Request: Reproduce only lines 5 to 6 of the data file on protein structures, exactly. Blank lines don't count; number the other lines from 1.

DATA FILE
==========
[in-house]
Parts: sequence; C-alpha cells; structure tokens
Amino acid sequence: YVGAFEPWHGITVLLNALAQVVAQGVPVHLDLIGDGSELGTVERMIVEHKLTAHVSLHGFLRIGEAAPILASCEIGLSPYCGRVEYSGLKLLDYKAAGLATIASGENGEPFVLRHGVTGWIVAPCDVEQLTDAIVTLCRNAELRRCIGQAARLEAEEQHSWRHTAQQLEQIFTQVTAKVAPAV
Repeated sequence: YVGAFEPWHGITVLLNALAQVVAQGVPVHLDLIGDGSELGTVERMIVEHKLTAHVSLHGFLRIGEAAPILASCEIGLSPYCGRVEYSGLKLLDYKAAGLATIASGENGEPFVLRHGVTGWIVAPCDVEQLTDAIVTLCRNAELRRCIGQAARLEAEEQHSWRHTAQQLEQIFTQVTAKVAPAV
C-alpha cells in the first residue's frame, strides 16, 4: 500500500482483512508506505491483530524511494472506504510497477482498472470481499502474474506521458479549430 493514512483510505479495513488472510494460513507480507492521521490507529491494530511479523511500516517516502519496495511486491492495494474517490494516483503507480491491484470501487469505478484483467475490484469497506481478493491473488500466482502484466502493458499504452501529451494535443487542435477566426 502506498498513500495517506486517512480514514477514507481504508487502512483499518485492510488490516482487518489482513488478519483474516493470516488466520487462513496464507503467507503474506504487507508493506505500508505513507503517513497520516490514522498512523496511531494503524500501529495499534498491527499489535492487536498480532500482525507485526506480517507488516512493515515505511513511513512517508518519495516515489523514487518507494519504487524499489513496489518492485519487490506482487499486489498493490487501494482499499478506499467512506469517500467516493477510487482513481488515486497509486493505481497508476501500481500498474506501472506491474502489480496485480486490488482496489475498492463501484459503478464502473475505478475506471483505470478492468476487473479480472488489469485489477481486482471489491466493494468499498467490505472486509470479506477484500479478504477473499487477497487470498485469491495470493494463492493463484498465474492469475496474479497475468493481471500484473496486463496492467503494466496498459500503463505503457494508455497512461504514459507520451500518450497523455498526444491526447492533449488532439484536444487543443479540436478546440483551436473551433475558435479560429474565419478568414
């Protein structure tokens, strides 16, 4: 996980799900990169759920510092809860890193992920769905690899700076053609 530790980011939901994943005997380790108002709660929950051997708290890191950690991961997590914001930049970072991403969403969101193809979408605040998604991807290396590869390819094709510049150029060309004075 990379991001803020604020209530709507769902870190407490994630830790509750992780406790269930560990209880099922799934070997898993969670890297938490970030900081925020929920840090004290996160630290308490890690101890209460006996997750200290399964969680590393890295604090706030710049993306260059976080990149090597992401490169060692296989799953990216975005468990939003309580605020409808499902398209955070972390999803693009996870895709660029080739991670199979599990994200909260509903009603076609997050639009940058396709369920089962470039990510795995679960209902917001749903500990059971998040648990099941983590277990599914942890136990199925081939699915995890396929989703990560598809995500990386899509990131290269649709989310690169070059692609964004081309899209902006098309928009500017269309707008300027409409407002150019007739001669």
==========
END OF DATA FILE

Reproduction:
C-alpha cells in the first residue's frame, strides 16, 4: 500500500482483512508506505491483530524511494472506504510497477482498472470481499502474474506521458479549430 493514512483510505479495513488472510494460513507480507492521521490507529491494530511479523511500516517516502519496495511486491492495494474517490494516483503507480491491484470501487469505478484483467475490484469497506481478493491473488500466482502484466502493458499504452501529451494535443487542435477566426 502506498498513500495517506486517512480514514477514507481504508487502512483499518485492510488490516482487518489482513488478519483474516493470516488466520487462513496464507503467507503474506504487507508493506505500508505513507503517513497520516490514522498512523496511531494503524500501529495499534498491527499489535492487536498480532500482525507485526506480517507488516512493515515505511513511513512517508518519495516515489523514487518507494519504487524499489513496489518492485519487490506482487499486489498493490487501494482499499478506499467512506469517500467516493477510487482513481488515486497509486493505481497508476501500481500498474506501472506491474502489480496485480486490488482496489475498492463501484459503478464502473475505478475506471483505470478492468476487473479480472488489469485489477481486482471489491466493494468499498467490505472486509470479506477484500479478504477473499487477497487470498485469491495470493494463492493463484498465474492469475496474479497475468493481471500484473496486463496492467503494466496498459500503463505503457494508455497512461504514459507520451500518450497523455498526444491526447492533449488532439484536444487543443479540436478546440483551436473551433475558435479560429474565419478568414
């Protein structure tokens, strides 16, 4: 996980799900990169759920510092809860890193992920769905690899700076053609 530790980011939901994943005997380790108002709660929950051997708290890191950690991961997590914001930049970072991403969403969101193809979408605040998604991807290396590869390819094709510049150029060309004075 990379991001803020604020209530709507769902870190407490994630830790509750992780406790269930560990209880099922799934070997898993969670890297938490970030900081925020929920840090004290996160630290308490890690101890209460006996997750200290399964969680590393890295604090706030710049993306260059976080990149090597992401490169060692296989799953990216975005468990939003309580605020409808499902398209955070972390999803693009996870895709660029080739991670199979599990994200909260509903009603076609997050639009940058396709369920089962470039990510795995679960209902917001749903500990059971998040648990099941983590277990599914942890136990199925081939699915995890396929989703990560598809995500990386899509990131290269649709989310690169070059692609964004081309899209902006098309928009500017269309707008300027409409407002150019007739001669």